The modern data protection environments are very complex and demanding. There are numerous layers involved starting from bare bone hardware, firmware, device management, kernel, operating system, volume management, file system, connectivity and all the way up to very sophisticated applications. At each of these layers there are a variety of offerings. There are close to hundred different hardware vendors. There are well over dozen different operating systems like Windows, Linux and Solaris etc. There are native volume managers like Solaris Volume Manager (SVM), Linux/AIX/HP LVM. There are standalone heterogeneous volume manager offerings like Veritas Volume Manager. The file systems range from quite rudimentary FAT, UFS, ext up to ultra-advanced VMF S5, LTFS, ext4, ReFS. There are numerous connectivity approaches like IP, SAN/FC, iSCSI. The applications like Oracle, SQL Server and SAP are getting richer and richer. There are different deployment models like virtualization, cloud and appliances in addition to traditional client – server. These environments have complicated requirements like clustering, HA, strict SLAs in various forms, shapes and sizes.
Backup and Recovery systems
Backup and recovery systems evolved traditionally to address these data protection needs. They focused on making a copy of the data to be protected so that it can be used in case the original data is lost or corrupted. This copy can be stored on disk, tape, appliances, cloud etc. These backup systems are required to manage the entire life cycle of such copies to meet the business requirements. Some of these backup images are required to be that of a complete system. These backups can be full for entire protection or incremental for efficiency. These modern backups are often required to have the knowledge of the application that will be running on the data that is to be backed up. It allows restoring of data as of any past backup taken at certain time. It allows performing browsing of data using catalog information. It also allows granular restore like a single mailbox on exchange server, only a few files on the entire file system etc. These systems are enhanced further by techniques like multiplexing, deduplication, compression, encryption and change tracking. They are typically geared towards delivering Recovery Point Objective (RPO) and Recovery Time Objective (RTO) based SLAs.
Snapshots and Replication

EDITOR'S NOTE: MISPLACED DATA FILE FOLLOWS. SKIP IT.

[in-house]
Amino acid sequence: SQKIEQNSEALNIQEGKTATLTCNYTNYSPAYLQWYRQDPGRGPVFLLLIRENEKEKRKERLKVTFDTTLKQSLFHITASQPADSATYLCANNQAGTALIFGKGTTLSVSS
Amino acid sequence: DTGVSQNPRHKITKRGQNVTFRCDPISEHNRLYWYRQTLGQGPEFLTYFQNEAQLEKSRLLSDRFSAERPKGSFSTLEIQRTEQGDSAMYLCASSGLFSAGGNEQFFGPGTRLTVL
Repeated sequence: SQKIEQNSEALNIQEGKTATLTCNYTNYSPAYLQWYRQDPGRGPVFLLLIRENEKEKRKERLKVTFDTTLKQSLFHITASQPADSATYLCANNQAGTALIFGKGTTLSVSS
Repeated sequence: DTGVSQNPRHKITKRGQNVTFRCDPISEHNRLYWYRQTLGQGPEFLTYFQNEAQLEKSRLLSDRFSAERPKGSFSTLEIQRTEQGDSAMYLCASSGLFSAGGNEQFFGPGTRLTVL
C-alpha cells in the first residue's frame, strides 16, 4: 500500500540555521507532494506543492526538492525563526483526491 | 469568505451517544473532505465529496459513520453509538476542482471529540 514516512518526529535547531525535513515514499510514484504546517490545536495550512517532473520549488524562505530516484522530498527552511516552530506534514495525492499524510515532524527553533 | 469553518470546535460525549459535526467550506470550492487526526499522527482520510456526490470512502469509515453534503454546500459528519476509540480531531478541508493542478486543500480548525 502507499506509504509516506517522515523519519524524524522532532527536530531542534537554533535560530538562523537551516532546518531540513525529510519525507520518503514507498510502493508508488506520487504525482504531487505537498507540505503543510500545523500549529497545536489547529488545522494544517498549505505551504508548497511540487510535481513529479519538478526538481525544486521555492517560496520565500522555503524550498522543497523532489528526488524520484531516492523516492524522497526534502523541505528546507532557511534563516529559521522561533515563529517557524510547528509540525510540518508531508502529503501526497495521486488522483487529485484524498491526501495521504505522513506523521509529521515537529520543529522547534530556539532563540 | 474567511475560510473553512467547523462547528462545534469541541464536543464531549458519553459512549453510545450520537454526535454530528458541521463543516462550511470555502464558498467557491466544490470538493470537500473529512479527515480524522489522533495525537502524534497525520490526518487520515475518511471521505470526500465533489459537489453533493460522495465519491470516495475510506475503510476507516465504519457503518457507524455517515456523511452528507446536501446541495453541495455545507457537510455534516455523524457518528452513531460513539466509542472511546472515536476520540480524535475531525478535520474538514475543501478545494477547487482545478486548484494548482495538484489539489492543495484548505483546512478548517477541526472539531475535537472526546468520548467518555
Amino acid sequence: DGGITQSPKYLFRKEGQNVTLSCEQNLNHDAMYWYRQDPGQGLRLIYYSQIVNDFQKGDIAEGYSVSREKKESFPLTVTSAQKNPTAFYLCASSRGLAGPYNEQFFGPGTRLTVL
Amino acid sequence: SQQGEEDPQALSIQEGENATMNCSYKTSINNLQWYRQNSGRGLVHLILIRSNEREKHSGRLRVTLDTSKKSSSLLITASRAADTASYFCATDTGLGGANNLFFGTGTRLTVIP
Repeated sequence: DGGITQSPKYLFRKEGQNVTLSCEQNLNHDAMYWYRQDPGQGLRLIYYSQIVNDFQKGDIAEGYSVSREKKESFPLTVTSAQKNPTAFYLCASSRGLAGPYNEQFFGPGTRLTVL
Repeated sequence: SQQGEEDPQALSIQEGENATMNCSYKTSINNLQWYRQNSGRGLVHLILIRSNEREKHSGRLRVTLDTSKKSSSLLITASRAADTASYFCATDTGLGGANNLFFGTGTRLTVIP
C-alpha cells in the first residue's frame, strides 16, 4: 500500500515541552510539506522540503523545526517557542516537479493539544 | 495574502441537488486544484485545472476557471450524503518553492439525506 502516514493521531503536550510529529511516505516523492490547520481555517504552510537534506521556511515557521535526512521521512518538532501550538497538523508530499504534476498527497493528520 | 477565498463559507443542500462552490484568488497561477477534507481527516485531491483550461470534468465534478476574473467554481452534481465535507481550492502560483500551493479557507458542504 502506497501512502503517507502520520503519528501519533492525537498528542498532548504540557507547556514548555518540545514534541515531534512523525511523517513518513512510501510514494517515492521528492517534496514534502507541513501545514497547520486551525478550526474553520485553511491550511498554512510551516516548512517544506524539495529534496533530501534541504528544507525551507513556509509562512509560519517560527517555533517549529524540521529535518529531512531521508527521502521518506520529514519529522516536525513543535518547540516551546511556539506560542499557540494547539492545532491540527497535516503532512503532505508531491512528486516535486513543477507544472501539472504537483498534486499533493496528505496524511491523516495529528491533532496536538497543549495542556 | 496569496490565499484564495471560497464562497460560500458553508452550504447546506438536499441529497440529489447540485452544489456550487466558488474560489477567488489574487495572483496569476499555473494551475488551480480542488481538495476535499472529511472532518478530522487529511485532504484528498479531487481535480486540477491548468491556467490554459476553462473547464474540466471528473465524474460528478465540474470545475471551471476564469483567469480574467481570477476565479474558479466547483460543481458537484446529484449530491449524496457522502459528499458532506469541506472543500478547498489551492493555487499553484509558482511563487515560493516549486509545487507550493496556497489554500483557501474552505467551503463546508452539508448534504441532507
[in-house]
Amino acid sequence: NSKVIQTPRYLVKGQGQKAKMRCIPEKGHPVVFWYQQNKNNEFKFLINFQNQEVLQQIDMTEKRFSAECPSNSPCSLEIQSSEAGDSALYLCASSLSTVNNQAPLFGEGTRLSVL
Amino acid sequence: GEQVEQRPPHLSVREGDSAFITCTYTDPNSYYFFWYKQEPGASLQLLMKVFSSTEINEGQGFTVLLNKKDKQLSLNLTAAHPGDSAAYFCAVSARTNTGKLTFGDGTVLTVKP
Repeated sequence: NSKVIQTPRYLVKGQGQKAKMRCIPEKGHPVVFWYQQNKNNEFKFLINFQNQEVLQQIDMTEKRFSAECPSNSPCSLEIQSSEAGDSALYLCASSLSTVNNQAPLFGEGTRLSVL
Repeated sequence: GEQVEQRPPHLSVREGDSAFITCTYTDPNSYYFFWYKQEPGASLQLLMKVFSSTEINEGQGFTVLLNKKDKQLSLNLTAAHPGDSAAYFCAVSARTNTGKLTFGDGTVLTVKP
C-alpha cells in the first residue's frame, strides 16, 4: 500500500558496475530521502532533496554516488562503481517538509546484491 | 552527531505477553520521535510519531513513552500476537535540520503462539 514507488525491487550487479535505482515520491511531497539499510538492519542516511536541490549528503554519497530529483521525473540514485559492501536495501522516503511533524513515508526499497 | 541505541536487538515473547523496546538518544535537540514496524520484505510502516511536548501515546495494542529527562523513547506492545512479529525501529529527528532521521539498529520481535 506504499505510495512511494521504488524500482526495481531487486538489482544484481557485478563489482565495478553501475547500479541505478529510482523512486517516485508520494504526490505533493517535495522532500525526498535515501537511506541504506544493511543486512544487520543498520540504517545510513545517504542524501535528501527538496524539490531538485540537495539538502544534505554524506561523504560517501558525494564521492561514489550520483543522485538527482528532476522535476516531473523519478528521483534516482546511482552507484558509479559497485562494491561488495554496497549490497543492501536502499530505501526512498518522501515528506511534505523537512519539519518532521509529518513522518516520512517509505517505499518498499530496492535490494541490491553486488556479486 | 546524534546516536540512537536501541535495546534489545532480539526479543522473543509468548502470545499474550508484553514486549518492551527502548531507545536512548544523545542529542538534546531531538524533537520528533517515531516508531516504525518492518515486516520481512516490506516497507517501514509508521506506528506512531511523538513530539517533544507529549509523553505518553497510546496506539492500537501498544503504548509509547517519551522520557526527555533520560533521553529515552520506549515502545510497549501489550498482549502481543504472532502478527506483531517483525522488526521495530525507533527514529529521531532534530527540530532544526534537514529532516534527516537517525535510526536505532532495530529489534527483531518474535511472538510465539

On the other hand, storage array vendors have been evolving technologies like snapshot and replication to better address the challenges of backing up the accelerating growth in data where backup windows are disappearing and backup and recovery SLAs are getting tighter with 24/7 production environments. The snapshot is an efficient way of creating copies of data. It also enables off-host mechanisms for data protection to alleviate the additional load on the production system. The vendor can further replicate the live data or its snapshots to another storage array or disaster recovery site. This replicated data can be useful for performing simulated or actual disaster recovery whenever necessary. These snapshots and replication are sometimes also implemented in firmware or software at various levels like volume management, file system, database or virtualization. There are various types of snapshots like Copy On Write (COW), clone, mirror etc. based on the need. The vendor can perform rollback restore from such a snapshot without doing any data movement at all but simply manipulating some metadata references. The vendor in some cases also does life cycle management across multiple such copies – like local snapshots, remote snapshots, remote replicated snapshots etc. – of the underlying data.
Enriching data protection by snapshot and replication
Netbackup 7.5 Replication Director brings best of both worlds’ together. This integration is achieved by Netbackup’s Open Storage (OST) framework. It provides the single pane of glass for managing the entire enterprise global backup and recovery environment. From within NetBackup, Storage Lifecycle polices or SLPs, can be used to automatically initiate the snapshot, replicate the snapshot, expire the snapshot and move snapshots across storage tiers including tape for long term retention. In addition to simplifying the complexity of snapshot management, Replication Director enhances its recovery as well. It provides the ability to easily search, browse and restore a single file from any snapshot or replicated snapshot from anywhere. It brings all restore capabilities like catalog indexing, live-browse, granular restore, rollback, full restore to such snapshot copies. Below is an example of a Life Cycle Policy applied to a snapshot. It provides:
- Unified policy management,
- Snapshot copy management & monitoring,
- Global search and restore.
- Optimized rollback based restore from any of such copies
The optimized rollback based restore from any of such copies can be achieved as:
This integration is achieved by Netbackup’s Open Storage (OST) framework.
Netbackup Replication Director currently supports NAS file system on NetApp filers.